The Courier News from Blytheville, Arkansas on October 26, 1951 · Page 6
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The Courier News from Blytheville, Arkansas · Page 6

Blytheville, Arkansas
Issue Date:
Friday, October 26, 1951
Page 6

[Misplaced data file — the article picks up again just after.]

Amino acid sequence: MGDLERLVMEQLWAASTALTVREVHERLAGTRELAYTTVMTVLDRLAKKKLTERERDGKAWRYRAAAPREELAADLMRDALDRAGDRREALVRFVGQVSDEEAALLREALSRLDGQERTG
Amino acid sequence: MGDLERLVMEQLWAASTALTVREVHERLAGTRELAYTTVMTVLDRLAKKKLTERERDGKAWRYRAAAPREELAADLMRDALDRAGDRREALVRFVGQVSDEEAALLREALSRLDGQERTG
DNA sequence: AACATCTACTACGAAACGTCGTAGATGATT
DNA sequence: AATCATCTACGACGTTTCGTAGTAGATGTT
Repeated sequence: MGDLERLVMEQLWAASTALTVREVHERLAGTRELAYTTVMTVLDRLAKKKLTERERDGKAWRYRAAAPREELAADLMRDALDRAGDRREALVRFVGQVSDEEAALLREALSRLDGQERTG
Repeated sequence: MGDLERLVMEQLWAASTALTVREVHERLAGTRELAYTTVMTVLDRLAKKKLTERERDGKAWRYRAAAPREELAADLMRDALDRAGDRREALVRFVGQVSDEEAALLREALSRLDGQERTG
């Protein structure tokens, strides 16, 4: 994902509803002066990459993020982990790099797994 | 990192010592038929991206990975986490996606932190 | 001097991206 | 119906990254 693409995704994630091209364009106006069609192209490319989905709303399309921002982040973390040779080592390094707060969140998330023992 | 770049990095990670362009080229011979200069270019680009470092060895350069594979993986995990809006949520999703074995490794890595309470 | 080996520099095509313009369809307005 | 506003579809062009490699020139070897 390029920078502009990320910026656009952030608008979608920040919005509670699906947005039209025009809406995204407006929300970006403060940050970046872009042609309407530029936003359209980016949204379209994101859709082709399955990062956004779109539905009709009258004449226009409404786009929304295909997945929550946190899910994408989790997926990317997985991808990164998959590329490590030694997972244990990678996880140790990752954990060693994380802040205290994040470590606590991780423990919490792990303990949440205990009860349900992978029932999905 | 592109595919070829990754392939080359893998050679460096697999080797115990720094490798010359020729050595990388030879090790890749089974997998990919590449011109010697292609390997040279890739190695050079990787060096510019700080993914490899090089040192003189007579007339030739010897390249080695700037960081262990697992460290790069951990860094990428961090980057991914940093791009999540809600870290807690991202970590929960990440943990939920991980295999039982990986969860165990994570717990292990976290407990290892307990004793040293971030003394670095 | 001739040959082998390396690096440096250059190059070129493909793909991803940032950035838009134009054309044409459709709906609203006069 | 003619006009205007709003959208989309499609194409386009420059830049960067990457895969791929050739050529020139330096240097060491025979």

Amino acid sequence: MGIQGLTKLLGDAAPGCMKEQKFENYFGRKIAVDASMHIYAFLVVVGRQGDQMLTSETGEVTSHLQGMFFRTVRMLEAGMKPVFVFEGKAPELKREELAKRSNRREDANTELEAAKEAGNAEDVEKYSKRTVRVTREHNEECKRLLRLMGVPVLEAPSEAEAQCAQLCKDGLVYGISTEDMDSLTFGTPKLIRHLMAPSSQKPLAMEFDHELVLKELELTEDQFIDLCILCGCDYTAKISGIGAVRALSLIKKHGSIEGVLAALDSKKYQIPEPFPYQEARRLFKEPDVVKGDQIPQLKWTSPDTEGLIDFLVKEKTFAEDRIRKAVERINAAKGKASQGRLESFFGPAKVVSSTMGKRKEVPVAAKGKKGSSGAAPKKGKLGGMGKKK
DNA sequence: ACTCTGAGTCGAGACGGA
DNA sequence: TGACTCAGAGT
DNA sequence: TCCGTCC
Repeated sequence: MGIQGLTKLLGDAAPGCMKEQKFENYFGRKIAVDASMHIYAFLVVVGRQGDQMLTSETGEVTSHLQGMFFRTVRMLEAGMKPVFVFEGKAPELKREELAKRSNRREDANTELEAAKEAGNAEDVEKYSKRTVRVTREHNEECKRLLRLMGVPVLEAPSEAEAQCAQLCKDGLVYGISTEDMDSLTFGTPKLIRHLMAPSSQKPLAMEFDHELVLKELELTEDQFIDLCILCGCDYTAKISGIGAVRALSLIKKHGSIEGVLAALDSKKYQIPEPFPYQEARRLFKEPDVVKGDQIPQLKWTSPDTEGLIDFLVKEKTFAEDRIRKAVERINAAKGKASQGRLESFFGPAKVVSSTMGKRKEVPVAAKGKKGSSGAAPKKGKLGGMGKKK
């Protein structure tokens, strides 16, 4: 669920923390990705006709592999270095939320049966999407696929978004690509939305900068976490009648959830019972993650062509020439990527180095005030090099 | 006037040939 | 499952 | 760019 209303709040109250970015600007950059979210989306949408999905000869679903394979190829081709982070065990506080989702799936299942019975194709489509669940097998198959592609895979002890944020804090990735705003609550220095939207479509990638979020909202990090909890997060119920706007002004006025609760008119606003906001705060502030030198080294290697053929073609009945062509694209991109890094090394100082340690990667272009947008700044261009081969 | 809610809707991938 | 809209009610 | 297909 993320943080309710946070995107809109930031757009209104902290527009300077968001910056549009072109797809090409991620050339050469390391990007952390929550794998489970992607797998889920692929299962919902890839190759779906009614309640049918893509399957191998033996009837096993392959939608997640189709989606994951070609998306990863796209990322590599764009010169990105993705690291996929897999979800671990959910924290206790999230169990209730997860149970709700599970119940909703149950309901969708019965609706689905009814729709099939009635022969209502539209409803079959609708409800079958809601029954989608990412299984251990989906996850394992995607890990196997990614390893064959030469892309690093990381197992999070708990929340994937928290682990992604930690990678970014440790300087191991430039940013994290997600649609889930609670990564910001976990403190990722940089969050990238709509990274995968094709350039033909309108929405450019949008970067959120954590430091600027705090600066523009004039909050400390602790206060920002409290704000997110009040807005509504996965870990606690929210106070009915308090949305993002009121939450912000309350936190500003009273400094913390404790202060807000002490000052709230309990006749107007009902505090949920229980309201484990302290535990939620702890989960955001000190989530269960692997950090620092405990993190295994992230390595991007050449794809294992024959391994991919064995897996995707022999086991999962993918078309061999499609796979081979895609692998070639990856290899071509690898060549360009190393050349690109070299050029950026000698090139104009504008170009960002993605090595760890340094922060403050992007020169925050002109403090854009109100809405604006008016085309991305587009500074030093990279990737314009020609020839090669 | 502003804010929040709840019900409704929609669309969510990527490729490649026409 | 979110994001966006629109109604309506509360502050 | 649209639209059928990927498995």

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PAGE EIGHT H/rTHEVTLLE (AUK.) COtmiER NEWS FRIDAY, OCTOBER 2«, 1981 A Glad* New Case Against Platoon System- It Cuts Off Officials' Water Supply A lot has been written and much more said of lat« about the platoon system in football. Coaches have laid the blame U> their losses on the cursed thing while others have praised It as a Job saver, One college coach was quoted the other day as saying that the plntoon system was the reason for these cries of rough iootball. He opined that the platoon system kept a steady flow of fresh players coming on the field and as ft result the boys have a little too much energy so they waste it by throwing elbows, flsts, knees, etc. . . . But Red Cavette, the veteran Southeastern Conference grid official, has come up wllh. a new case against, the use of platoons. It sheds an entirely different light on the controversy and, If Red's complaint Is pushed, It might be the death blow. Red does football officiating merely as a sideline. He earns his bread and butter selling sporting goods for 'n Memphis firm bearing hts name. We bumped into him at a Chick practice session (he other afternoon and It was there we learned of his plight. "This dadgummeri platoon system Is going to keep on until ft kills football officials," Red moaned, And when we challenged his statement he came forth with an explanation that not only was logical but left us cursing the Ruy that ever dreamed up the idea of having more than 11 men and a punter on a football roster, "I'll tell you what I mean," the redhead answered quickly. "I was working the Alabama-VanderbiH game a couple of weeks ago. It was 91 in the shade and humid. I got so dadgummed fatigued before that game wns over 1 thought I wasn't going to make It. "And because of the platoon sys- *tcm neither bench sent water on the field. The boys weren't bothered with the heat. They would ptay long enough for the ball to change hands find then they'd go sit down atid rest. "I finally told one of the Alabama boys to bring some water the next time he came in. Boy, it liked to have got me," Yeah, that makes the; situation lot more serious. We had never slopped Lo think about thai angle Bui Red never did explain what kept- him from walking over to one of the benches for n sip. Guess he was just too darned fatigued. Arkansas State to Meet Florida Navy Team Here Tonight Teams Clash at Haley Field At 8 p.m. in Benefit Contest College football makes its return to Dlytlicville after an 18-year layoff tonight when the Arkansas State Indians of Jonesboro take on Uie Corry Field's Cougars of Pcnsacola, Fla., at Haley Field. Pigskin Pickings After last week's feeble effort w really should give up this buslnes as a bad habit. But, no, we never learn. ARKANSAS VS. SANTA CI.AIIA —After taking Texas last week the Hogs should feel their oals in this one. Arkansas by two TDs. OSCKOLA VS. WlilTEIIAVKN — Our gticssMs this one will Uc closer than most people think. But the Scmlnolcs' weakness lip front will be the difference. Whltchavcn by 13. Columbia over Army, Cornell over Princeton, Dartmouth over Harvard, Pennsylvania over Navy, Illinois over Indiana, Ohio Stale over Town, Michigan over Minnesota, Nebraska over Missouri, Northwestern over Wisconsin, Noire Dame over Purdue, Alabama over Mississippi Stale, Tulane over Auburn, Kentucky over Florida, Georgia Tech over Vanderbilt, Maryland over LSU, North Carolina over Wnke Forest, Baylor over Texas A&M. Texas over Rice, So'mllcn Ctil over TCU, California over OreRon State, Washington over Stanford. Bob Griffin Nominated For Ail-American Honor NEW YORK, Oct. 26. (/P>—Eighteen more college .football players, headed by the back of the week and the offensive and defensive linemen of the week, have been nominated by the Associated Press board for consideration on the first and second all-America team at the end of the season. Game time for the Jaycee-spon- + sored affair Is 8 p.m. j The Indians, one of the leading' teams in the Arkansas Intercollegiate Conference, will be (avored In the contest mainly on their record alone. Coach Frosty England's Redskins have lost but one outing this season, that being a 32-0 setback dealt "out by strong Mississippi State of the Southeastern Conference. The Cougars on the other hand, have lost four straight games. The Corry Field eleven is made up of high school and college stars from all sections of the nation who are now seeing service with the United States Navy. Scntt Coaches Cougars Coaching the, Cougavs is Lt. (Js> Dick Scott, a two-time all-Amcrl- can In his playing days at the United Slates Naval Academy. Scott on all-American honors for thej llddies In 1DM and W-11. Until an Injury sidelined him arly this season, Scott was a play- ig coach filling in at defensive ent,er. • Both teams employ the T fornia- on and boast a fine array ol ball arriers. The Indians have a couple I backfleld- dandies in fullback arl Grcenwald and halfback nich- rd Wolt while the Cougars have a ne pair in Bobby Ilolberg, a 140- xnuu] scatbacfe and Bob Vollick, a 60-!>ouncJ halfback. 1'he game is to be a benefit event itli proceeds going to the Jaycees' layground fund. As an added attraction, B. F. irogrton, a former Blytheville High chool great who in 1929 set a na- onal high school record with nine onsecutife point alter .touchdown icks, will give n drop-kicking cxhl- ition at hnlftlme intermission. Papooses Keep Unscored On Record Intact Nominated yesterday were Hank Lauricella, Tennessee, back of the week, BUI Howton, Rice end. of- fensie lineman of the week, and Bob Griffin. Arkansas center, defensive lineman of the week. Two players nominated previously were selected again in their sections—Pat, Cannamela, Southern California Jineback* Bob Griffin Zebras Defeat N. Little Rock In Big 6 Tilt NORTH LITTLE ROCK, Oct. 26 W)—The Pine Bluff Zebras took long step toward the cliampionshi) of the Big Six, the high schoo football league of Arkansas' large: cities, last night when they downei a stubborn North Little Rock eleven 13 to 1. Both teams entered the struggl boasting unbeaten records, am while a standing-room only crowi of about 6,000 looked on, Bill; Holmes led the Zebras lo a hard earned victory. The win left Pine Bluff with conference record of three wins an no defeats. It has been tied b Caniden in a non-conference ganii North Little Rock now has an ovc all record of five wins, one loss an one tie. Little Rock High School, the de fending champion, and Hot Spring are the only league obstacles le for the Zebras. Little Rock also unbeaten. , and Ray Beck, Georgia Tech uard. The nominations Include: Offensive Players: Missouri Valley—Ronnie Morris, 'ulsa quarterback, who led team rom a 0-14 deficit to defeat Mar- uette, 27-21. Big Seven—Buck McPlmll, Ok oina fullback, who picked up 215 team's 425 yards rushing against Kansas and scored one touchdown 33-21 victory. Southwest Conference—Bill How- on, Rice end, caught three touch- own passes on plays of 52, 62 anr 2 yards in Owls' 28-7 victors' over Southern Methodist, also played upcrbly on defense. Offensive Players: Southwest—Bob Griffin, Arkanas center, played 60 minutes dou- duty and ted offense that held nighty Texas to four first downs. Big Seven—Ed Rowland, Oklaho- a tackle, who made many slicing nckles and was extremely tough o budge in victory over Kansas. Missouri Valley—Joe Masnaghct i,, 235-pound Mnrquette tackle mobile giant who racked up his sUl> f line the whole game with Tulsa Stunting Swimmer Tows loots Across Mississippi ?iVer at St. Louis ST. LOUIS (ifi— If you're looklni jr an unusual tow boat servlc wlih kick In it. you could do wors han look up 49-year-old swimmer jeorge Hooper. He'll tow you and several friend across the Mississippi River in rowboat. You can float beer bar rcls attached to the back of til aoat for your convenience. Georg clcks his way across the river wit his hands behind his buck—and mmlculfed. A good swimmer since he was 7, George began this sort of stunting -ouis Risks Comeback in 3out Tonight NEW YORK, Oct. 26. M>/—Aging 'o« Louis, who wants another shot .t the heavyweight, crown more han anything else In the world, Isks that chance tonight when he aces young, undefeated, hard-hlt- •ing Hocky Marclano in a Madison Square Garden ten rounder. This-is the big lest of hts come- mck for the 37-year-old brown bomber and he knows H. A loss to .he hard-hitting, 21-year old Brock- .on, Mass., belter means the end 01 :hc trail for one of the ring's ail- :ime greats. v The.betting professionals believe Ix>ui* Is-approaching the end. They have established him as a slim to 5 favorite—the shortest odds in all of Jarring Joe's career. By light time (9 p.nj. CST1 th< odds may go up to 8 to' 5. Louis feels he has enough lc( to whip the crude, rough cx-GI who has come up like a rocket. "I'll beat him," said Louis. "May be knock him out." "I'll win," said Rocky, "mayb kncck him out. I think I can bca anyone in the world." Owls' Success Fooled Experis Victories Over SMU, Navy Belied Rice's Pre-Season RaHng By WIUIUK MAirnN HOUSTON, Tex., Oct. 26. W. They figured before (he senson Hint anything Rice did tills football season was-gravy. Now they're not so sure the Owls won't lie around when they cut the championship Loaded with sophomores '31 list- d on the varsity sqtuulJ, the Ov.'ls r ere supposed to be everybody's oormat, marking time until the oungsters, got a year ol .seasoning. So, what happened? After drop- ing their first two games, to •Icnuxm ami Louisiana State, the >wls knocked off Navy and then atne through with nil astounding 8-7 victory over Southern Method- st University. This \vin over SMU counted in .ie Southwest Conference stand- igs and that's why the secortd- uessers aren't too sure now of •here the Owls will finish. That nd a terrific passing combination f Dan Drake anri Bill Howton. Drake, a sophomore in eligibility, ud Howton, a senior, each have earned for five touchdowns iti their ist two games, the ones Rice won. Coach Jess Necly Is not noted or passing out the adjectives, but .e's come close to using superla- ivcs when talking about Howton, :ho stars on defense as well as Ffcnse. The Owls are underdog again this week when they play the University f Texas and Drake Isn't figured 'Premium' Beef Won't Be Bought For Army, Navy WASHINGTON, Oct. 26. (J)-Th Army will uot pay premium piice for beer. Defense Mobllizer Charle E. Wilson said last night. Wilson's statement followed re ports that Department of Agricul ture oflicials had been discussin o be uround much for this one. He COUGAR STALWARTS—Corry Fields's Cougars, who play Arkansas state College at Haley Field tonight, boast a fine array of football talent on their roster and here are three examples. Robert Strausbaugh (left) is a 6-2, 190 pound defensive end that is highly rated and Bobby Holberg <center) and Bob Vollick are a pair of fine ball-toting halfbacks. Holberg Is a HO-pound speedster from Minneapolis and Vollick weighs 160 ana hails from Syracuse, N. Y. ' Juniors Defeat '•• Jackson 13-0 in Homecoming Tilt Blytheville's junior Papooses celebrated their 1951 homecoming in a big way last night, keeping their undefeated and unscored on record intact by whipping Jackson, Tenn., 13-0 at Haley Field. In a pre-game ceremony, Gall Whitsitt. daughter of Mr. and Mr«. H. F. Whitsitt, wa« crowned football queen by Kenneth Fisher, Pan captain. The going, as the score Indicate*, wasn't easy for the Paps. It took sterling defensive play on three different occasions to Steep their goal line uncrossed as the larger J>ck-. son squad came forth with a combination of the T and the much- talked-about "I" formations and three times drove within easy scoring distance but each time they were stopped by the Paps' hustling linemen who played a stellar game. Paps Hold On one of these occasions, In the Shawnee Indians Rout Chick Bees 33-0 in Game at Joiner JOINER. Ark., Oct. 28—Shawnee's hard blocking Indians rolled to an easy 33-0 victory over a hapless Blytheville'Chick "B" squad at the high school stadium nere last night. The Indians, scoring in every period but the fourth, made a route of the game after taking a 19-0 halftime advantage. The Indians, playing inspired ball, * •. — . got. started quickly. They took the second half, the visiting Bears drove> J 15 but theyU. ball at their own 35 after the Chicks punted in the first quarter and rolled to four straight first downs and a touchdown. Hoskins, a reserve halfback, picked up the first tally when he sprinted 27 yards around end. In the second quarter, Welch as a badly bruised hip. Another 1 tossed a 35-yard pass to Hoskins ophomore Leroy Fenstemaker, is ,ue to do most of the chunking. Neely has been unique in the lass-happy Southwest Conference n that lie stuck to the ground for most of his offense. His pass pat- erns still aren't tile razzle-dazzle •ype of Southern Methodist and Texas Christian, but they've been paying off when it counted. And this year, the passing combination of Drake to Howton has been the key to the Owls' offense. Federal Tax On Prep Soorts Events to End WASHINGTON. Oct. 26 «!')'—The 20 per cent federal tax on tickets to high school athletic contests ;oes ofl next Thursday, Nov. 1 but the tax still applies to college games. Elimination of the levy on high school games was one of the relatively few tax reductions or removals in the $5.691,000,000 tax increase bill signed by President Truman last Saturday. It applies specifically to elementary and secondary (high) schools and then only if "the proceeds inure exclusively to the benefit" of these Institutions. Aides of the Joint congressional committee on taxation said virtually all high school games would meet the conditions. A Treasury Department spokesman said the date a ticket was sold will determine whether a tax has Tor Shawnee's second touchdown itid Robertson smashed over for /lie extra point. Towards the end of the quarter, fullback Larue put the Indians three touchdowns in the lead when ho smashed through the middle of the Blytheville line from the eight-yard line to score. Ti«ce in Third Shawnee scored twice In the third quarter. Robertson passed to Welch for 25 yards and a touchdown early in the period and then lie got the extra point. f Late in the quarter, Felts," a tackle, shifted to halfback, ran two plays gained 40 yards and on the fourth try, he scored. Both sides emptied their benches in the fourth period and play was restricted between the 30 yard lines. The Chick Bees were never in the gaiiie. They threatened a couple of times but could never get a scoring drive organized. Halfback Carl Brown was a standout for the Chicks. He ran well and played a good defensive 6 Big Leagues?—MacPhai Says Four Possible Now By ARTHUR EDSON WASHINGTON, Oct. 20. «•)—Larry MacPhail, onetime boss of the New York Yankees, wasn't kidding—or anyway not much—when he said what this country needs is six major baseball leagues. * MacPhai! said today he thinks NCAA Okays 7 Bowl Games Other Post-Season Tilts Under Study game.. Starting lineups: lilyllievillc Hay Berry Birmingham White Harris Martin Nelson Burnham .. McPnrland . Phillips Bynum Pos. . LE . LT LG . C .. . RG . RT . RE QB , HB . FB 31B Shawncc Welch Felts Speck ... Goudeaux ..... Mooring ..... Adams Streeter . S. Harrison ... Robertson ... Larue Stacks Unfolded Paper Asked not been able to get all they need | in recent weeks. | WiLsou said he was speaking for the Agriculture Department, Hie Army, the Office of Price Stabilization and his own office in stating more than 10 years ago. He also ! that "there is no Intention to take holds the record mark of 7 minutes ' such a proposal under conslcicva- for a free-style swim across the ! lion." Mississippi at St. Louis. He has dropped Into the height of 100 feet water from a with handcuffs and clothes on, and managed to surface without either. Last July he put on his lowing stunt for the defense bond drive. The Treasury Department said It was "the most unusual publicity stunt" for bonds yet. lucket Passer Saved PRINCE RUPERT. B. C. H'i- Fircmm and volunteers hastily 'ormed a bucket brigade to fight blaze m a shack when an elderly roman cried. "My son Oscar Is n that lire." But they found Oscar was busy passing buckets. Texas produces irom one-fourth to one-half of the pecan crop of the United States. Blytheville Walnut & 1st CSL Directors To Meet Sunday GREENVILLE. Miss.. Oct. 21i (.->>• —Cotton States Lcuyuc director;; will meet here Sunday morning. They are expected to di:-n]s* plans for 105'^ operations of the Cla.v c baseball circuit. Whether Greenville will enter ag.iin next year is not known. Tin five owners ot the club announced several months ago Hint they v.nuld not continue and ottered to sell the franchise for S15.000. BQZEMAN, Mont. (,!';— A Dally Chronicle subscriber complained •-JIF? didn't like the way the paperboy folding her paper. This in.irle it ton wrinkled to line kitchen shelves, she said. Now her paper is delivered unfolded. CHICAGO. Oct. 26. (Pi— Seven ot the nation's post-season football games have been given ofiicial approval by the Extra Events Commit- :ee of the National Collegiate Athletic Association. A committee spokesman said requests for other post-season games are being studied and final and complete list of certified contests probably will be announced within 10 days. Bowl games already certified by the committee for one year are: Cotton, Dallas, Tex.; Rose, Pasadena, Calif.; Gator, 'Jacksonville. Fin.: Sugar, New Orleans: Sun. El Paso. Tex.: Refrigerator, Evansvillc, Ind.; and Orange, Miami. Wilbur c. Johns, athletic dircc tor of UCLA and committee chairman, who announced the list, said this is the first time the NCAA has broucht post-season games under its control. The rules stipulate that no member school shall participate in more than one post season game during any academic year. four major leagues could be formed right now. A rapidly growing population, he said, soon would support two more. The idea of six major leagues was advanced by MacPhail Wednesday when he appeared before a House Judiciary subcommittee studying whether baseball violates anti-trust laws. Today he amplified his views in a telephone Interview from his Bel Air. Md., home. VI may have exaggerated a little," he confessed, "in order to get my point across. "^ "But I really believe the major eagttes should expand. There's no eason why they should be limited a the eastern part ol the United States." Okay, where would the new eagues go? "First." MacPhail said. "Cleveland and Detroit certainly could support another major league club. And wssibly New York could stand another one or two." Then, without pausing for breath, le rattled off these cities as major eague possibilities: Seattle. Portland, San Francisco !two teams), Los Angeles (two icams), San Diego, Houston, Dal:as. Toronto. Montreal. Baltimore, Buffalo, Milwaukee, Minneapolis- St. Paul. New Orleans, Atlanta and Kansas City. Perfect Game Ends Practice DETROIT, Oct. 25. (API— Bowler Ed DebMbric knows when to quit. It's when "practice has made perfect." Ed was having a practice session the alleys— and whambo. he turn- cd in a 300 game. An average of 125 automobiles' No more practice, said Ed. Atte; daily cross the border into Mexico | all. a guy can get only so good. Hi. " j c obiles' | at Laredo, Tex. V "pre-practicc" average was 178. to inside the Paps' were held for downs. The Paps got their scores in the first and third quarters. One cam* on a long run and the other on a line plunge from the one yard line. Scatback Sammy Lum, operating from right halfback, got the Paps off to a fast start. An exchange of fumbles gave Blytheville the ball on the Jackson 32. Then on the first play following the fumble recovery, Lum took a lateral from fullback Fisher who in turn had taken one from halfback Danny Edgmon, and raced all the way to score. Fisher kicked the extra point. Second Period Scoreless The second quarter was scoreless but during the period the Bears threw a scare into the handful of Pap fans when they twice threatened to score. They drove to the Blytheville 13 but the Pap line dug in and held for downs. Then two plays later they recovered a Blytheville fumble at the Jackson 25 and moved to the 12 before Blytheville tightened up and held again. A Jackson fumble at the Bears' seven followed by a six-yard roil; ness penalty set up the Paps' end touchdown. Fisher got the scorl oil a straight buck from the one yard line. The extra point kick ms wide. " The. Bears,' led by halfback Chandler, a big and speedy lad, threatened- again In the fourth quarter but again Blytheville's defense was superb. • Taking a Blytheviile punt at their 17 the Bears drove 63 yards to the Paps 20 with the running of Chandler and the passing of quarterback Castleman paving the way. But the drive was stopped at the 17 and the Paps ran the clock out. Starting lineups: Blythevilla Rogers . Worrell .... Peeples Cobb Griffin Fong Hall Jones Edgmon Lum Fisher PCS. L.E L.T L.G c R.G R.T R.E Q.B. H.B H.B P.B Jackson Gofer Gaittrer oiy Poteet Hall Rush Teddleton Castlem Chandl Williams Aussie Fleet Modernized SYDNEY. Australia (flV-Australia plans to modify her two aircralt carriers so that jet planes and new anti-submarine planes can operate Ircm them. Eaton, new flag officer commanding the Australian Fleet. Rcar-Adm. Eaton said the flattops would be modified to follow the modern trend of naval warfare—to make the carrier the hard core of the fleet. Kentucky Cagers Admit 2nd Fix NEW YORK, Oct. 25. (API— Three University of Kentucky basketball stars of recent years, already charged with fixing one game', have admitted to shaving points in another. ' A , ttOrnE J > < ?™?»- S. HOgalt Beard and , Dale Barnsta We told the New York splracy In the fixing of the National Invitation Tournament game between Kentucky and Loyola of Chicago in Madison Square Garden, March 14, 1949. EMU-BREWED ID BE SUGAR-FREE TO BE SUGAR-FREE IT PAYS TO STORE YOUR COTTON & SOYBEAN SEED HERE Our modern warehouse assures dry, clean" storage.. .free from rat damage. Insurance rates arc amazingly low, foo, in this fireproof building. Want another reason? Financing your seed supply is much easier when you store it with Blytheville Warehouse Co. Gel all the details—call today. BLYTHEVILLE WAREHOUSE CO. No. Highway 61 Phone 6277 LEVEE TAXES NOW DUE TRIBUTARY TAXES ARE ALSO DUE There is an added lax for this year, known a* the Tributary Tax, which is to be paid along with your Levee Taxes. PAY BY MAIL AND SAVE TIME Yhen you receive your tax statement, send it with your check or a Money Order for the full amount of your Levee Taxes and your Tributary Taxes, with exchange, to me at P. 0. Box 358, Wilson, Ark. will be in., OSCEOLA — October 27, Court House Blytheville, Oct. 29 to Nov. 10, Court House MRS. EMILY P. TRAMMEL, COLLECTOR Box 358 Wilson, Ark.